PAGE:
Ping Pong Summer
Runs Fri., June 6–Thurs., June 12 at Northwest Film Forum. Not rated. 92 minutes.
I get my 1980s nostalgia pure and firsthand, it being a formative decade for me. I don’t need those years presented as kitsch or in air quotes, and Michael Tully—born in 1974—takes an entirely straight, non-ironic approach to the summer of 1985. His hero Radford “Rad” Miracle (Marcello Conte) wears zippered red Michael Jackson-style moon pants and practices beat-boxing in the shower. (This his mother, played by ’80s icon Lea Thompson, mistakes for jerking off.) He’s an earnest, friendly, innocent dork who’s taken with his family to the Delaware shore for the Miracles’ annual summer holiday. (The sister’s a Goth, the father’s a cop with an unexplained Scottish accent—played by John Hannah of Four Weddings and a Funeral.) According to ’80s formula—and Ping Pong Summer is scrupulously formulaic and layered in period detail—this vacation will provide Rad with a new best friend, his first crush, an unexpected mentor (Susan Sarandon), and a sneering villain to defeat in the table-tennis finale.
Tully, a former online film critic, is finicky about this ersatz recreation, shot in vintage super-16 mm format, as some ’80s cheapies were, too. This is the place and time of his youth, so the era’s Air Jordans, besloganed T-shirts, guys in crop-tops, feathered hair, and blue eyeshadow all feel authentic. In his press notes, Tully writes, “I didn’t want to make a ‘throwback’ or ‘ode’ to ’80s movies. I wanted to make an actual ’80s movie.”He’s succeeded in that strict regard, but therein lies the film’s literalistic limitation. It doesn’t wink at the audience—unlike, say, Napoleon Dynamite—for easy laughs. It doesn’t update any Reagan-era conventions. It samples a few radio hits (anyone remember John Cafferty & The Beaver Brown Band’s “Tough All Over”?), but even the score is meticulously constructed to sound 30 years old.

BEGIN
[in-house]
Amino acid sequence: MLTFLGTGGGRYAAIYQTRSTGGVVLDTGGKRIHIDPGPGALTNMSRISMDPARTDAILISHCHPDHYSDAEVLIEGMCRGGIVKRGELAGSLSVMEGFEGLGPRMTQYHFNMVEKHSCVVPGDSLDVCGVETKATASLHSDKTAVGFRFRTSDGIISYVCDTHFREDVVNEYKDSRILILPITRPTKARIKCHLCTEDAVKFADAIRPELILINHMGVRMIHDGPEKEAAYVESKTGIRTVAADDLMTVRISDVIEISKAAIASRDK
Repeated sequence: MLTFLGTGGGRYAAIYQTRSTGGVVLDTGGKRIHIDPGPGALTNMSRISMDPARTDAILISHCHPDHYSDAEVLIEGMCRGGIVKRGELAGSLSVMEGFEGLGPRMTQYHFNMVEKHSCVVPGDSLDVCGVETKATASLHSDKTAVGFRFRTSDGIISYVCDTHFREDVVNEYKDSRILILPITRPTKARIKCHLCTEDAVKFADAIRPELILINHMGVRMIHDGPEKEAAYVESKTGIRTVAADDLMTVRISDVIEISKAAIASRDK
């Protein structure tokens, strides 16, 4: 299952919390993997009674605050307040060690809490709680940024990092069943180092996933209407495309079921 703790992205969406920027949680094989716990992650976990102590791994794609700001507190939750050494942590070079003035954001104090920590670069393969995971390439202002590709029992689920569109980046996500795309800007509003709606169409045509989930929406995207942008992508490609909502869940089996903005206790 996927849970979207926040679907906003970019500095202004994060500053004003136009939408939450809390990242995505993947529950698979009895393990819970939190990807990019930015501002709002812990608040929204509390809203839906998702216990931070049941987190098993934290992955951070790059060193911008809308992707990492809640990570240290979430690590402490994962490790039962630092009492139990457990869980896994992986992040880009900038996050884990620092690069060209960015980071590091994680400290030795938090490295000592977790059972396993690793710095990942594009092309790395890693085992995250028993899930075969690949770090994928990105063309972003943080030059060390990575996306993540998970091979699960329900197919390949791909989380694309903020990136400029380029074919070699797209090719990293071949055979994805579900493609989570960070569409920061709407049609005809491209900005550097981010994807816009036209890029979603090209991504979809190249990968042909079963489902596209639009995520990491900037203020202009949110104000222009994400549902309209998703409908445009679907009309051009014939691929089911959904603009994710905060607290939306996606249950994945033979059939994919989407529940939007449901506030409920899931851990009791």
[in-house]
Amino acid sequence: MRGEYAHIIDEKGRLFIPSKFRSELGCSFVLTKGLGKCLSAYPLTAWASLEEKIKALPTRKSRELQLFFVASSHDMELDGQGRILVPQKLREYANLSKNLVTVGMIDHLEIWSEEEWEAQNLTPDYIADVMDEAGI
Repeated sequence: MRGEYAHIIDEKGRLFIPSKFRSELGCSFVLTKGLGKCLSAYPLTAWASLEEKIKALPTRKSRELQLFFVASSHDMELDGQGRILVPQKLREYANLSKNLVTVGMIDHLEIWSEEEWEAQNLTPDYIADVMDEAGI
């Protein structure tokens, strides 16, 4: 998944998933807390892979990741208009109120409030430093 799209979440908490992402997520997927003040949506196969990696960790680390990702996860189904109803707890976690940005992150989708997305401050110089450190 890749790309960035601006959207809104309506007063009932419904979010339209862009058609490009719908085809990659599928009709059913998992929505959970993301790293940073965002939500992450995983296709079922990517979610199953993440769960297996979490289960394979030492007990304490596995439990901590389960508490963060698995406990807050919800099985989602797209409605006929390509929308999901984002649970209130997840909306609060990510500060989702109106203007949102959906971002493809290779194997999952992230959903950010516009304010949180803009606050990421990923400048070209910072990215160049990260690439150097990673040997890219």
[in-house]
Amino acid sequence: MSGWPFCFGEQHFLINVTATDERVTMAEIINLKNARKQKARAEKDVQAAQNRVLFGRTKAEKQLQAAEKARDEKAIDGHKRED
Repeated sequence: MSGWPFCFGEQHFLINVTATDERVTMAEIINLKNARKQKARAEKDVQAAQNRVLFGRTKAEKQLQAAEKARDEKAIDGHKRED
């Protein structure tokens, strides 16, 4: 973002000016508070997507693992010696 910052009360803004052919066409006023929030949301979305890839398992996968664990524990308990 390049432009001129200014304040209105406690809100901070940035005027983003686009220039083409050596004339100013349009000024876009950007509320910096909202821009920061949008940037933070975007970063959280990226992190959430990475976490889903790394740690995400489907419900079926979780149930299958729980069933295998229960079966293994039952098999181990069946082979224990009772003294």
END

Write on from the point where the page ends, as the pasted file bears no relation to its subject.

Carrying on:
To anyone born in the past 30 years, Ping Pong Summer will seem unfunny, flat, and uninflected, the antithesis of the knowingly 1981-set Wet Hot American Summer (released in 2001, with a sequel presently being discussed). To anyone who, like Tully, remembers 1985 in such detail, the whole project becomes a weird simulacrum—not conceptual art, but some sort of invented memory. When Gus Van Sant did his shot-for-shot Psycho redo, there was maybe a point—a commentary on a great movie, to see if it could survive updating for a new generation. Ping Pong Summer isn’t so meta as that; it simply plays like some dumb, corny movie you didn’t see in the ’80s, but a movie you plausibly might’ve seen. Rad it is not.